A very powerful method of improving the composition of photos is the use of lines. Properly used, lines can significantly increase the impact of images. In the art of photography, we often use diagonal lines to draw the viewer's eye through the photograph. Diagonal lines also create points of interest where they intersect with other lines within the image.
Everyone will be able to share their screens. Bring a few photos to share. and hear other members' comments.
In photography today, a high-key image is one that is almost entirely very bright with very little or no dark shadows present. This is usually a creative decision made by the photographer, in order to create a certain mood in the image. A bright, "airy" image most often creates a light, pleasant mood, as opposed to a dark, shadowy image that most often creates a dramatic, romantic, or even scary mood.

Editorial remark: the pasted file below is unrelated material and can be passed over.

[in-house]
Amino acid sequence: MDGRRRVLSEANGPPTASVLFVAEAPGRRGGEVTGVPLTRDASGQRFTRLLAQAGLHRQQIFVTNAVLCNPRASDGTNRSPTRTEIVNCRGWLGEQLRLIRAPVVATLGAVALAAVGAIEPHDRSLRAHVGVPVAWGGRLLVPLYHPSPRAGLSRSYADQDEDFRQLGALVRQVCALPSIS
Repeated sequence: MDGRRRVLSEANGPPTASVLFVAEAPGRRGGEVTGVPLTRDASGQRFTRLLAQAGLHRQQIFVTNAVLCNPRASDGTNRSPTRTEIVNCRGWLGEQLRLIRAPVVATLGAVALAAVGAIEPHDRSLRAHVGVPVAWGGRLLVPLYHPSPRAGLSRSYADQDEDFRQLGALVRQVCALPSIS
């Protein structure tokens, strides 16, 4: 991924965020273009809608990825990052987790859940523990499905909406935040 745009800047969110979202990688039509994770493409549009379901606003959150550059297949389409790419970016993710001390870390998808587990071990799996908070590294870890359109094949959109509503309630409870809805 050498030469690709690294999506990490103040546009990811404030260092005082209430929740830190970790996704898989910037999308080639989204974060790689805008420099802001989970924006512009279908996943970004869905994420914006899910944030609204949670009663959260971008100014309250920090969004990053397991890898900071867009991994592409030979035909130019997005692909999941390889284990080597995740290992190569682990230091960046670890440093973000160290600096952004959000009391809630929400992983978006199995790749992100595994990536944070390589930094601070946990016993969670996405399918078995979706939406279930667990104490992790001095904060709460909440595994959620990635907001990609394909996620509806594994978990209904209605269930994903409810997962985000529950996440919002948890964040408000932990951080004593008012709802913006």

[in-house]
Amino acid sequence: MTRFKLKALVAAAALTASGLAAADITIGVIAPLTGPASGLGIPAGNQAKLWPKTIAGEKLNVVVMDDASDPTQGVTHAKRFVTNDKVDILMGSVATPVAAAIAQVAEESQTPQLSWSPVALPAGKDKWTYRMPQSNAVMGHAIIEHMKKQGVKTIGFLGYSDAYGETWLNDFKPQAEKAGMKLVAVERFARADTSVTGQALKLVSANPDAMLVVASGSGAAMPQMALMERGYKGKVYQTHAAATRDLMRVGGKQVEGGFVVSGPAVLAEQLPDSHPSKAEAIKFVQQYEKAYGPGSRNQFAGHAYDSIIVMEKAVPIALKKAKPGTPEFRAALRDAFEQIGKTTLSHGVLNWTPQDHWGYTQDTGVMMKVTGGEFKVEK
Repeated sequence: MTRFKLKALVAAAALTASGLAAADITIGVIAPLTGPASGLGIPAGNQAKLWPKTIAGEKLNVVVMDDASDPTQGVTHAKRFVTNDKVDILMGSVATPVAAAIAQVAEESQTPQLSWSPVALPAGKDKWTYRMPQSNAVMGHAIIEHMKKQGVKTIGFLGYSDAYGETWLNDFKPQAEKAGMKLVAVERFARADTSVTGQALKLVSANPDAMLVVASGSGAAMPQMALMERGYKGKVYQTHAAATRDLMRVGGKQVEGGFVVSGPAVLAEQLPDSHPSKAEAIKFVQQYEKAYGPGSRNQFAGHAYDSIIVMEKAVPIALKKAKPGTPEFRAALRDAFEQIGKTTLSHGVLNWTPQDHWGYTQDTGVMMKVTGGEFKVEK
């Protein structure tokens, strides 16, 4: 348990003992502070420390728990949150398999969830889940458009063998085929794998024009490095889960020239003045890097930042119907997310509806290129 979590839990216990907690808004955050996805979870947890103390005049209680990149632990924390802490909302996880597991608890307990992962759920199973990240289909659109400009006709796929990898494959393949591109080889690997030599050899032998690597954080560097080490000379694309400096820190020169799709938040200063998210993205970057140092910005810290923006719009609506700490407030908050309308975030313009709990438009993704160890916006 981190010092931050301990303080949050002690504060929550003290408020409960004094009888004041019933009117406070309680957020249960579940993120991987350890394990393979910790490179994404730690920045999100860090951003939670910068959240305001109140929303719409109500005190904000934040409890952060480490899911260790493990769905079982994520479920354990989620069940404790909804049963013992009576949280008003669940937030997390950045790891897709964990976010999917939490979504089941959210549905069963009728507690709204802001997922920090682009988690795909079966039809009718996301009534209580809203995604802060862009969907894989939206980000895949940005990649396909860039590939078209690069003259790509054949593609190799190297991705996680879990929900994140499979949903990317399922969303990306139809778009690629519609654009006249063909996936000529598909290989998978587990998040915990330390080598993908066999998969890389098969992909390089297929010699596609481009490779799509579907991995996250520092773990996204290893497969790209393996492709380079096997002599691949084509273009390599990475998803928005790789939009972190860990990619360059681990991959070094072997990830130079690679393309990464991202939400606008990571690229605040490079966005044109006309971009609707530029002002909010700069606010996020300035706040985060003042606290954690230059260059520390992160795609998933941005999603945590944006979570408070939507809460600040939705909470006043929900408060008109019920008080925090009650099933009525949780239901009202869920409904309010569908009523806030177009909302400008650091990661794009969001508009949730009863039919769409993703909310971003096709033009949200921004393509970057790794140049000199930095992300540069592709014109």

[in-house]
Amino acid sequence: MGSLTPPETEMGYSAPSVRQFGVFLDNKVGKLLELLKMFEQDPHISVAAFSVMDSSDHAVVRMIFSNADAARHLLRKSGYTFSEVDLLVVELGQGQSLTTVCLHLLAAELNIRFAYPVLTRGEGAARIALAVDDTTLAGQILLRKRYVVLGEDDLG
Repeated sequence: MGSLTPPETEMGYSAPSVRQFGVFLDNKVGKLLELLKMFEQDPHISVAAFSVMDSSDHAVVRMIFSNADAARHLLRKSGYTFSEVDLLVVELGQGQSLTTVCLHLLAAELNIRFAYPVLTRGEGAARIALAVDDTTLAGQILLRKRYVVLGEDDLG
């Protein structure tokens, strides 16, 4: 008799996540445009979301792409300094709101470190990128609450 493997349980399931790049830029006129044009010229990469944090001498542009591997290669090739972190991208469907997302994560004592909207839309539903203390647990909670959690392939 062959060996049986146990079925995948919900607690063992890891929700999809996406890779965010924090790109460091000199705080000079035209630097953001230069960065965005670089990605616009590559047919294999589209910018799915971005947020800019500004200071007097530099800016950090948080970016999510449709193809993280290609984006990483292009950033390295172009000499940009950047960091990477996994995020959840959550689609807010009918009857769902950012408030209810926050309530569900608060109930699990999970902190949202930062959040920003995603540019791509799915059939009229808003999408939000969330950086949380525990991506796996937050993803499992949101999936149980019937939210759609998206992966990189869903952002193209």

Bokeh comes from the Japanese word boke (ボケ), which means "blur" or "haze", or boke-aji, the "blur quality." Bokeh is pronounced BOH-Kə or BOH-kay.
Bokeh is defined as “the effect of a soft out-of-focus background that you get when shooting a subject, using a fast lens, at the widest aperture, such as f/2.8 or wider.” Simply put, bokeh is the pleasing or aesthetic quality of the out-of-focus blur in a photograph.